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People v. Tadlock

MAY 24, 1965.




Writ of error to the Circuit Court of Cook County, Criminal Division; the Hon. CHARLES R. BARRETT, Judge, presiding. Reversed and remanded with directions.


Defendants, Dwaine Lee Tadlock and Clayton Andrew Fivecoat, were indicted for the offense of possession of burglary tools with intent to enter a building and commit a theft therein. A pretrial motion to suppress certain evidence, on the ground that it was the product of an illegal search, was sustained. The State's direct appeal to the Supreme Court for a review of that order has been transferred here.

The hearing on the motion to suppress produced the following evidence. On September 4, 1963, at about 9:30 p.m. defendants were riding in an automobile owned and driven by Fivecoat when they were stopped at 2300 N. Pulaski Road by Chicago police officers, Bernard Sako and Ralph Moreth. The officers testified that they observed the defendant's car "in front of them and when it came to a stop, it was apparent that it had no brake lights."

Approaching the halted vehicle Moreth observed that the front license plate was missing; that an Illinois plate was affixed in the rear; and that the vehicle sticker showed "void" *fn1 and was attached to the windshield with glue and scotch tape. Officer Sako asked Fivecoat for identification and he produced a valid Indiana driver's license. Fivecoat was informed by Sako that he would have to come to the station and post bond. *fn2 Moreth commented that the city vehicle sticker was improperly affixed, and Sako asked the driver for his vehicle registration. When Fivecoat opened the glove compartment to get the vehicle registration officer Sako noticed two open boxes of cartridges. He drew his revolver and ordered defendants from the car. A search of defendants produced several rounds of ammunition and a pocket knife. *fn3 Upon a search of the vehicle by Moreth a loaded .38 caliber revolver and a sledge hammer were discovered under the passenger's seat of the car, and another loaded .38 caliber revolver was found under the driver's seat. Moreth's search of the rear of the vehicle produced a canvas bag containing tools, including a glass cutter and two crowbars two feet in length, which were the subject of the motion to suppress. Traffic tickets were issued for no brake lights, no Illinois driver's license, and no front license plate.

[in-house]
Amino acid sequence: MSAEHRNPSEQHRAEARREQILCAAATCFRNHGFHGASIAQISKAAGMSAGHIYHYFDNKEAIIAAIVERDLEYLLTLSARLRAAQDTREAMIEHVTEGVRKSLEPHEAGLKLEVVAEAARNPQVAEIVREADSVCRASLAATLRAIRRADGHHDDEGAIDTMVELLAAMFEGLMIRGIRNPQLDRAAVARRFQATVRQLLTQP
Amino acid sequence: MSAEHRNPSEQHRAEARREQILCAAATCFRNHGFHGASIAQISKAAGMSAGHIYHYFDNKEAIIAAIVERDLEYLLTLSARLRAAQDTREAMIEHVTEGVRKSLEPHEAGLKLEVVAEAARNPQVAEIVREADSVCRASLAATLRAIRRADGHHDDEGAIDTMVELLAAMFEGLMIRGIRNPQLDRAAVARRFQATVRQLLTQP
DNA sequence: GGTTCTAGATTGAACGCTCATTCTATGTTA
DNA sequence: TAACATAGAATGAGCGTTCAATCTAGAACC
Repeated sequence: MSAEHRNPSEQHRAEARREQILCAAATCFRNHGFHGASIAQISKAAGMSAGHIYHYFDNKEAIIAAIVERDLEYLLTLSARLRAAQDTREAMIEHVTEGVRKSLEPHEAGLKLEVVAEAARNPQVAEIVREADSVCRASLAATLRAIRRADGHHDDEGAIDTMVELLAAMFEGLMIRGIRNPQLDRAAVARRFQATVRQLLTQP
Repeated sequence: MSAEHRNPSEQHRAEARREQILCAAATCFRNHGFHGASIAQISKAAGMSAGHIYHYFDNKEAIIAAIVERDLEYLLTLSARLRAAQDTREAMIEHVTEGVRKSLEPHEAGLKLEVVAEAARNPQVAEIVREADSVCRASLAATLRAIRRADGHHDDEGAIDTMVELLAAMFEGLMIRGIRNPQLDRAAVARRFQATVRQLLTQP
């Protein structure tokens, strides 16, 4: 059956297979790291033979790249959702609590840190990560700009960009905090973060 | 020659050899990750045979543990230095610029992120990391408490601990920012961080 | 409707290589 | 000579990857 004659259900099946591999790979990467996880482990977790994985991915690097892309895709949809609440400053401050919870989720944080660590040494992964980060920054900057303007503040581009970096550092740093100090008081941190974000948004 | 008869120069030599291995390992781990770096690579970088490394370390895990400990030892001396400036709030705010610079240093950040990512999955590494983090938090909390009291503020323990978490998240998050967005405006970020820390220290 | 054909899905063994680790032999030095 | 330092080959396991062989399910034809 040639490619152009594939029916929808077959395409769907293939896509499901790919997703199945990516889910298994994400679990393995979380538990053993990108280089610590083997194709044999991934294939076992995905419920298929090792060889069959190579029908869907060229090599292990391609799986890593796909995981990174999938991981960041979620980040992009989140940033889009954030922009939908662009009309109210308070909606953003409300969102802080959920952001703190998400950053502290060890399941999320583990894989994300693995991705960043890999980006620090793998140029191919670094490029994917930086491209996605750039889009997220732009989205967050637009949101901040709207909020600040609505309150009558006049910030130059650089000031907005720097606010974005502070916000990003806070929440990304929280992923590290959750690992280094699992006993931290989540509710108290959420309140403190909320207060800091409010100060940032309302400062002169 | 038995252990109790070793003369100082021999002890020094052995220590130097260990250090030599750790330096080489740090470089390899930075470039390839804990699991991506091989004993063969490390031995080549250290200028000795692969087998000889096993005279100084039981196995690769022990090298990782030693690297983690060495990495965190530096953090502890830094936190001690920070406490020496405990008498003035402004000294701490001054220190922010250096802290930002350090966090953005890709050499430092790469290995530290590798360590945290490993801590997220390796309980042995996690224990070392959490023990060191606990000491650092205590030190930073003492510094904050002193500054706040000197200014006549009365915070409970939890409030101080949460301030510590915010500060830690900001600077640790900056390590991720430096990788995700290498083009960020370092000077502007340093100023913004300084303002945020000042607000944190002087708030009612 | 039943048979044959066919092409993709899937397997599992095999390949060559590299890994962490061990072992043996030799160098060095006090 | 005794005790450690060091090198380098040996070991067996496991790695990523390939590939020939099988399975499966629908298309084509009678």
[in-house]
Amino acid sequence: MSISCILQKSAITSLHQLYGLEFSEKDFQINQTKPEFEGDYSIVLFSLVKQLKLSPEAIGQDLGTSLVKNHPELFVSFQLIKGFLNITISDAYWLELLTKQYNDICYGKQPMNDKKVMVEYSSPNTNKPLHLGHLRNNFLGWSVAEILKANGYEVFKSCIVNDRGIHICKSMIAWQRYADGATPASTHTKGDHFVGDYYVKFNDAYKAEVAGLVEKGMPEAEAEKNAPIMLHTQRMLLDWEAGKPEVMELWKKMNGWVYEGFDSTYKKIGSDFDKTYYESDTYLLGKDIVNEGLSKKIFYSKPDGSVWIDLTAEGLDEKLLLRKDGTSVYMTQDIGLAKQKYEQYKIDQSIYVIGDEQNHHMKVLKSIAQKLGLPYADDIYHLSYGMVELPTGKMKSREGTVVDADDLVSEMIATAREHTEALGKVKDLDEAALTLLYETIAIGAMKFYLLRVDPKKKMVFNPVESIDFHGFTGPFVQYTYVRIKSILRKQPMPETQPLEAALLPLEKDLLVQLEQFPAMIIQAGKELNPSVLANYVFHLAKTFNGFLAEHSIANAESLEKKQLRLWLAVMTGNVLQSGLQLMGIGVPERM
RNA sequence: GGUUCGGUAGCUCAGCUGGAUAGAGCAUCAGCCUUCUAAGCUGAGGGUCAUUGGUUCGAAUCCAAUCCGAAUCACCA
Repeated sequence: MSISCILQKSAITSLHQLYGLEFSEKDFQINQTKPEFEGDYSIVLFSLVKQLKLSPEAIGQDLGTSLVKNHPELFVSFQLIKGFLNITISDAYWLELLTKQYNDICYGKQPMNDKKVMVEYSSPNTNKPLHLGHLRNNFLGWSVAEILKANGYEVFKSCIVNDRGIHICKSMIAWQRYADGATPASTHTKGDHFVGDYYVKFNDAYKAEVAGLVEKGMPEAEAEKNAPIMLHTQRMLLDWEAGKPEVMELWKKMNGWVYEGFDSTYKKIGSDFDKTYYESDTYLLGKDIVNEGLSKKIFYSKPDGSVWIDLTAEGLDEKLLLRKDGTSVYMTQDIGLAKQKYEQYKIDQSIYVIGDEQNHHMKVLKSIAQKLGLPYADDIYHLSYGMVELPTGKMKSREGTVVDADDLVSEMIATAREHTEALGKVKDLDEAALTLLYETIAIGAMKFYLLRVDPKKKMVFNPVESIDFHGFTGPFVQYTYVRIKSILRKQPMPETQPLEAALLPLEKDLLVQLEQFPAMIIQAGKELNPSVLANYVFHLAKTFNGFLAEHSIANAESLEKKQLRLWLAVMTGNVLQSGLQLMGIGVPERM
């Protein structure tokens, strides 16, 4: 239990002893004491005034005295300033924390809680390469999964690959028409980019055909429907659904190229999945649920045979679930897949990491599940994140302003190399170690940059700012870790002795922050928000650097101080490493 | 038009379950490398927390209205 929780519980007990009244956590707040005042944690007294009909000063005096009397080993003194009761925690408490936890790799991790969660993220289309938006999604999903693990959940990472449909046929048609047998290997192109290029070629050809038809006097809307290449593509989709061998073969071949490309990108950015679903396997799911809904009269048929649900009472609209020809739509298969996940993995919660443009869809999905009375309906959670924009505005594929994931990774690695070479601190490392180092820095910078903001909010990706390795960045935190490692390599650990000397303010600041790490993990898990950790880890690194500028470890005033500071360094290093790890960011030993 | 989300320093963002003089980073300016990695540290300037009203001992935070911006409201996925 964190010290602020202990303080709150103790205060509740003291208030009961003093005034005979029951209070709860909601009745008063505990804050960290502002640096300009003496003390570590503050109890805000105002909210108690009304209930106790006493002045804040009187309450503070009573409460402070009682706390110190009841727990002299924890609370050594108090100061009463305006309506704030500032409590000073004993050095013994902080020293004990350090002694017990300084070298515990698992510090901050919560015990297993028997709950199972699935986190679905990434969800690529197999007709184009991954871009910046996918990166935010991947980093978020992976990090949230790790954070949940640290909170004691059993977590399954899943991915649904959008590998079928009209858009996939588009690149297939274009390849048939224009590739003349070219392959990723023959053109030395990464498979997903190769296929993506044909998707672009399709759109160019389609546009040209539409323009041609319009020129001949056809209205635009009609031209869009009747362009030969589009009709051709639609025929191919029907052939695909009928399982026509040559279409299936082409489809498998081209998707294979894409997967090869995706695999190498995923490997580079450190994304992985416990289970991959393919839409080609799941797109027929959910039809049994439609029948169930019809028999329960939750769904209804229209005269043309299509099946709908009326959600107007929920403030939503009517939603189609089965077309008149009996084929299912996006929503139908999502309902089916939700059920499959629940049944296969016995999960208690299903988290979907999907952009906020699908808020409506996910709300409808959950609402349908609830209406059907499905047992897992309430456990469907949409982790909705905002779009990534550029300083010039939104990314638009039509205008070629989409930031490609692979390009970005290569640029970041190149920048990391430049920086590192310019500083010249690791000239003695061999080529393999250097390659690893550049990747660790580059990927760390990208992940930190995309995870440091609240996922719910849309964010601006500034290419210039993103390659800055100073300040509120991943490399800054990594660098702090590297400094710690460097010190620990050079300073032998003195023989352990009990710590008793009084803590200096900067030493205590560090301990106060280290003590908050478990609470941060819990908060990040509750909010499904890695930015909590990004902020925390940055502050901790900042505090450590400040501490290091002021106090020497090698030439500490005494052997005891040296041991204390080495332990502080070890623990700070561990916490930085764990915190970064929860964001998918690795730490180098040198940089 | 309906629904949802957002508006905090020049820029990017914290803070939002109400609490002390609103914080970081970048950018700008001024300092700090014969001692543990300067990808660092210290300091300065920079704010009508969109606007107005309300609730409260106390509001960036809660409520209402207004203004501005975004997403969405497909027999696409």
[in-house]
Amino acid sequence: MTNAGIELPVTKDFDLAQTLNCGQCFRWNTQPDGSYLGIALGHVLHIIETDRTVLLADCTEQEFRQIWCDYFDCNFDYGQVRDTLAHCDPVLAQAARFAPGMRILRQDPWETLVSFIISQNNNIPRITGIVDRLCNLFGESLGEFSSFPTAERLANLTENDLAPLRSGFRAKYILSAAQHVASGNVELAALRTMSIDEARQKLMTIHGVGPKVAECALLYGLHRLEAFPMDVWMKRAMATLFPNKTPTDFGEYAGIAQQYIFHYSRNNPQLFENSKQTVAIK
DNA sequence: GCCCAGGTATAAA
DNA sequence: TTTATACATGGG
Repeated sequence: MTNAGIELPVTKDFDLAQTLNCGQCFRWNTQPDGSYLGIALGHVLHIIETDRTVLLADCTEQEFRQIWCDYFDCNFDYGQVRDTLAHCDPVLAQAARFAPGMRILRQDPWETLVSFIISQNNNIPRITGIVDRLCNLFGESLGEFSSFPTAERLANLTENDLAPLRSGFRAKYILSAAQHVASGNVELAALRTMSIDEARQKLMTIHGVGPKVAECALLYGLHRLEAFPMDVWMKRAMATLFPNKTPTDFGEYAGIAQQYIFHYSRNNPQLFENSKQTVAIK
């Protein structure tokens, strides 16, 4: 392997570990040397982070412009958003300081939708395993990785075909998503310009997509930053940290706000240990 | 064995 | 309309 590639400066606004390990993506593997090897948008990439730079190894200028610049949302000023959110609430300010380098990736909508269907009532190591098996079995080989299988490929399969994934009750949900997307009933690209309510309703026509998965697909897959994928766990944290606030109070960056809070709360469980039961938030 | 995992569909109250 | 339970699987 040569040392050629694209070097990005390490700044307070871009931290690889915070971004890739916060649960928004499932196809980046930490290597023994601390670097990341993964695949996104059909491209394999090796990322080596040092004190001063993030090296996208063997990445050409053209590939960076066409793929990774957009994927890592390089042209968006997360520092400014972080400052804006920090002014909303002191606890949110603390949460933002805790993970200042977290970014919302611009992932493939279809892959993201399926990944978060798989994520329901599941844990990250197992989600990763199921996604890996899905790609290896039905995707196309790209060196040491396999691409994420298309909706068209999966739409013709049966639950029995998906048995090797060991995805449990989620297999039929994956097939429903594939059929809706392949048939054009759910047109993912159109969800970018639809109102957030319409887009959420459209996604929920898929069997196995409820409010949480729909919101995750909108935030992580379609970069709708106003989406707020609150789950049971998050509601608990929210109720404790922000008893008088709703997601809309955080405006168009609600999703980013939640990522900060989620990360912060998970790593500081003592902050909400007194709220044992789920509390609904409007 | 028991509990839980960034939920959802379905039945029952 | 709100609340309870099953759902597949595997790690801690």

Based upon the foregoing circumstances the court sustained the motion, stating:

The Court: In this case, the police officers properly stopped the vehicle operated by defendant Fivecoat when they observed that the vehicle did not have operating brake lights as it stopped at a traffic control signal. Other violations of the traffic code were then determined.

The place was a well lighted thoroughfare, the time 9:30 p.m. The purpose of travel at the time and place was explained. There is no evidence in the record that the police officers were likely to be attacked or that the defendants might attempt to escape. Neither was there evidence that the defendants were known to have a criminal background, or that they in any way fitted the description of individuals suspected in recently known crimes.

Considering all the evidence, including the observation of a box of cartridges in the glove compartment before the search, the mere possession of which is not an offense, I hold that the search following the arrest for a traffic violation was unlawful. . . .

The question presented for reviews is whether the search of defendants and their vehicle, as incident to a concededly valid arrest for traffic violations, was reasonable. Defendants contend that the reasonableness of a search must be determined by factors other than the lawfulness of the arrest. The State argues that a search of defendants and their vehicle was reasonably necessary for the protection of the arresting officers. Both rely in part on People v. Watkins, 19 Ill.2d 11, 166 N.E.2d 433 (1960). There, the Supreme Court modified the rule that a search is legal if incidental to any valid arrest, and held that a lawful arrest for a minor traffic violation such as parking too far from a curb, or too close to a crosswalk would not by itself authorize a search of the driver and vehicle thus overruling contrary expressions in People v. Clark, 9 Ill.2d 400, 137 N.E.2d 820 (1956) and People v. Berry, 17 Ill.2d 247, 161 N.E.2d 315 (1959).